Andrews, like many other fair food vendors, doesn't spend his year in the food business. But in the 11 days of the fair's festivities, he occupies his time with hot dogs—$5 for foot longs, and $3 for regular sizes. And what began for his friend 40 years ago as a business opportunity, he explains, quickly devolved into a way to make friends. Andrews says that one of the highlights of the fair is to catch up with people that, even as a Raleigh resident, he only sees once or twice a year.
Choplin's, which began as a tent and evolved into a full fledged booth, used to visit multiple area events, including the pumpkin festival in Spring Hope and the Old Thrashers Reunion in in Denton. But "the booth got old, and so did I," says Andrews. But the State Fair, which hit a record high this year with over 1 million visitors, is enough to catch up with most of the state's fair going residents in a short amount of time.
Choplins's, which found a place near this year's decadent Krispy Kreme burger, is no thrills: red hot dogs with chili, fries, and drinks. But it's a stand that's worth visiting year after year—one that provides a dependable food with a friendly face. When I stopped by earlier this week for a second time, one of the booth's workers, Mike Elledge recognized me, as he and others do most of their return customers. "You've been here before, haven't you?" he asked. I had, and as a State Fair classic, Choplin's booth is one that I plan to visit again. Here's to already counting the days until fall 2011!
When Johnson’s away from his microphone—back at his trailer or tucked in the Lions Club’s kitchen, where he cooks ham, grits, and gravy each morning—his words still resonate. “Limon piiiiie,” Johnson’s expression for lemon pie, croons across a PA system, and shows up as a painting with all five I’s on the club’s front window. Over the years, Johnson’s “gift for gab,” as he puts its, has made the Lions’ pie so popular, the club plans to place wooden pie cutouts in front of its booth next year for fans to pose for pictures. But pie, says Johnson, is only one of three things that make the club’s booth stand out.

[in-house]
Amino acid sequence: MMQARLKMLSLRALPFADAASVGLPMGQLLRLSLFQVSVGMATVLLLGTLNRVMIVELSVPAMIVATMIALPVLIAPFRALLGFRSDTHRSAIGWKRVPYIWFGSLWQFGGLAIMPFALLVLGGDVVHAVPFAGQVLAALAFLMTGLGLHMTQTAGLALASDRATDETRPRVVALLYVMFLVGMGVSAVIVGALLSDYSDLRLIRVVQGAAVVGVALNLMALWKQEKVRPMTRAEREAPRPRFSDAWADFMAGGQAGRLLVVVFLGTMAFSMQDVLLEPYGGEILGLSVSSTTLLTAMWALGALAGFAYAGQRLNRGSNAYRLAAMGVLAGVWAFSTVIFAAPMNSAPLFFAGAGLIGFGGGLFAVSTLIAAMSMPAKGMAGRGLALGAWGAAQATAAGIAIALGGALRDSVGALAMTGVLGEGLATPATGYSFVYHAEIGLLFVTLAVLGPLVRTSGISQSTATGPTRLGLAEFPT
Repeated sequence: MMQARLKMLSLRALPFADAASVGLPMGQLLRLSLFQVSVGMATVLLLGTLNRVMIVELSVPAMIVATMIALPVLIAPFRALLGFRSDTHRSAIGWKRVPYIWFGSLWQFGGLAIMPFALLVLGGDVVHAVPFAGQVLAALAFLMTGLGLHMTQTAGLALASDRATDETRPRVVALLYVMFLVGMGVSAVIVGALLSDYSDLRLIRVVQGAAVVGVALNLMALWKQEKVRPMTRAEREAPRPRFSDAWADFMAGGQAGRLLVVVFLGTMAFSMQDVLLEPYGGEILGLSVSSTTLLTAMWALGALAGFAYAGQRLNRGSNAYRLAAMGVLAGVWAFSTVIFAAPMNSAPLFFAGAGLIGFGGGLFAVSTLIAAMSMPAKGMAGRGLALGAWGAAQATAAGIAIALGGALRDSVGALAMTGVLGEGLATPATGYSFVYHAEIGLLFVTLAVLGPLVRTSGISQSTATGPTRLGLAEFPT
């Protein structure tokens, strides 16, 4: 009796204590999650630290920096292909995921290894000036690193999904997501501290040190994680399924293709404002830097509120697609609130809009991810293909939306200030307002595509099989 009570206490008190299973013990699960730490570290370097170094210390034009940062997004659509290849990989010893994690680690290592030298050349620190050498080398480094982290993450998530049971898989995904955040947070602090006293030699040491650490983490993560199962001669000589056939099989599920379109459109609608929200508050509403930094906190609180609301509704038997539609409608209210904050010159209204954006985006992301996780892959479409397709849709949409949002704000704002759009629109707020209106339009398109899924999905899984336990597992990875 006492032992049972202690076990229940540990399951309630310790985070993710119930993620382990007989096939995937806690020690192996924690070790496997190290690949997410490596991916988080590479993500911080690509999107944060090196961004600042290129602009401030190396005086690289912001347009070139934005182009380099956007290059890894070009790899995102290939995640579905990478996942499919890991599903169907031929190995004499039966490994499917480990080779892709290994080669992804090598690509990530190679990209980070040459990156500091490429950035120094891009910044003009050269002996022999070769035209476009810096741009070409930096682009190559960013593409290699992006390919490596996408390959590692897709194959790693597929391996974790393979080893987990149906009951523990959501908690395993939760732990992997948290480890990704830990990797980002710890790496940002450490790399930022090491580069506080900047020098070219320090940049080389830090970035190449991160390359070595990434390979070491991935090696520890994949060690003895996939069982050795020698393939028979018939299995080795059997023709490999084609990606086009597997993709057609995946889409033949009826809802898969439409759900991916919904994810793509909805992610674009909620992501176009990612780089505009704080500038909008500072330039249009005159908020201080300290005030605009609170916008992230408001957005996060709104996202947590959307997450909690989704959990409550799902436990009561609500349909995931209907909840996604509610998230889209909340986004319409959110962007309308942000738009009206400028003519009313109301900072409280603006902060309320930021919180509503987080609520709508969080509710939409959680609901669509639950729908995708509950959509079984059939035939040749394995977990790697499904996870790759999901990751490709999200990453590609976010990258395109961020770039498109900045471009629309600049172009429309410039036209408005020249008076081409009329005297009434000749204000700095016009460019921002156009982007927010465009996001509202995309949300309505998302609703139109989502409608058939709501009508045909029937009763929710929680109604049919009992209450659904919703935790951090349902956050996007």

As it ends up, it’s Johnson’s words that make the pastry so special. The Lions Club sells pre-made, store bought pies to its customers for $3.50 a slice. But its other best selling items—vegetable soup and buttermilk biscuits—are made on site each day.
The club has made soup since its first day at the fair in 1943, when members cooked on grills and gas stoves instead of a range. Now, with a more equipped kitchen, the Lions are able to offer a wider selection of fresh foods, including biscuits. Last Sunday alone, the Lions sold over 1,000 biscuits made that day by Frances Lawrence and Monnie Jenkins, who are not club members, but Apex residents who have cooked at the Lions’ stand for the past 10 years.
Johnson says the club has perfected its offerings during its 67 years at the fair. The vegetable soup is a protected recipe. And the pies (pecan, coconut, lemon, apple, sweet potato, and chocolate), though store bought, have been tasted and selected individually among a long list of brands to ensure the best flavor. Still, says Johnson, the club doesn't have everything as it would like. "There's not enough room for everyone," he explains, which is true. A line pours from the door daily until 2 p.m. But at least the following can be said for those who have to wait: There's no mystery about the menu.